India’s Gateway

17 Oct 2015 — 21 Feb 2016 at New Walk Museum & Art Gallery in Leicester, United Kingdom

20 OCTOBER 2015
India's Gateway - Agricultural workers on bike © Tim Smith
India's Gateway - Agricultural workers on bike © Tim Smith

A new touring exhibition that explores the relationship between Gujarat, Mumbai and Britain over four centuries opens in Leicester this weekend.

‘India’s Gateway: Gujarat, Mumbai and Britain’ opens at New Walk Museum from Saturday (17 Oct) for four months.

The exhibition features photographs and film shot in India by UK photographer Tim Smith and Indian film-makers Amit Madheshiya and Shirley Abraham.

It weaves together photographs and film with personal stories to explore the history of Gujarat and Mumbai as centres of trade and migration and the lives and experience of Gujarati communities today.

The exhibition is a national touring show organised by Oriental Arts and Tim Smith, which will also visit London, Lancashire and Yorkshire, It is supported using public funding by the National Lottery through Arts Council England.

Sponsorship has also been provided by Yorkshire-based restaurant Prashad.

Photographer Tim Smith said: “From food, film and fashion to trade and industry, interest in India is booming, and Gujarat and Mumbai are leading the way.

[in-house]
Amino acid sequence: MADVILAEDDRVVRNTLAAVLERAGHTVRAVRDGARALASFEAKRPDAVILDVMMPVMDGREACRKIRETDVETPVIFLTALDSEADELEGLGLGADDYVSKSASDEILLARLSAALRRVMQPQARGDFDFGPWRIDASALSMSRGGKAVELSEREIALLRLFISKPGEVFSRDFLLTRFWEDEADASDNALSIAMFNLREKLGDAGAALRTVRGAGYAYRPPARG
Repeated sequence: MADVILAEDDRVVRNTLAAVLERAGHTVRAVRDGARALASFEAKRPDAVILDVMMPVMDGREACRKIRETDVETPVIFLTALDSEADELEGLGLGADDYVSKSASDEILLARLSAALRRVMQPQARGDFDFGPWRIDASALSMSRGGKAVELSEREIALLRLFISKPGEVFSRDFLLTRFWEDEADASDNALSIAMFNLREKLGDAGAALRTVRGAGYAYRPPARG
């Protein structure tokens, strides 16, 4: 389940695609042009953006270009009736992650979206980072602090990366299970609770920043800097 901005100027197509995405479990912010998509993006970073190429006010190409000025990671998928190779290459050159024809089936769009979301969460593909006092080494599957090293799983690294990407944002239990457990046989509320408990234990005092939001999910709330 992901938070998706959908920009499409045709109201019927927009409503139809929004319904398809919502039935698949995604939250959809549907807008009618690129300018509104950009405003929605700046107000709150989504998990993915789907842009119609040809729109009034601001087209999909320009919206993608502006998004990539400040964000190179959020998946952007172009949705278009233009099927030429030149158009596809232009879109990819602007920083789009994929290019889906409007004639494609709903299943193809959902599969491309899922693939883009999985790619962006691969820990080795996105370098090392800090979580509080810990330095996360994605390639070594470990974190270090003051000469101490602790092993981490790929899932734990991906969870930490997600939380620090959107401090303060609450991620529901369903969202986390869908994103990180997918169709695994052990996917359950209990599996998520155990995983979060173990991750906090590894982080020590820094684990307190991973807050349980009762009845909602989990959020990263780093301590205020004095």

“The exhibition is inspired by the region’s vibration mix of cultures, and how that mix has been shaped by a rich history of trade, seafaring, migration and its close connections with Britain.

“It’s been fantastic to work with many different communities, here and in India, and lots of people have contributed their ideas and stories.”

The city council’s museums service has been working with local communities to add an extra dimension to the exhibition.

‘Leicester Perspectives on Gujarat’ collects objects, photos and artwork from local people that will exhibited alongside the touring show.

Cllr Piara Singh Clair, Assistant City Mayor for culture heritage and sport, said: “This fascinating touring exhibition has been given a unique local perspective thanks to the community volunteers who have been working with our museums teams.”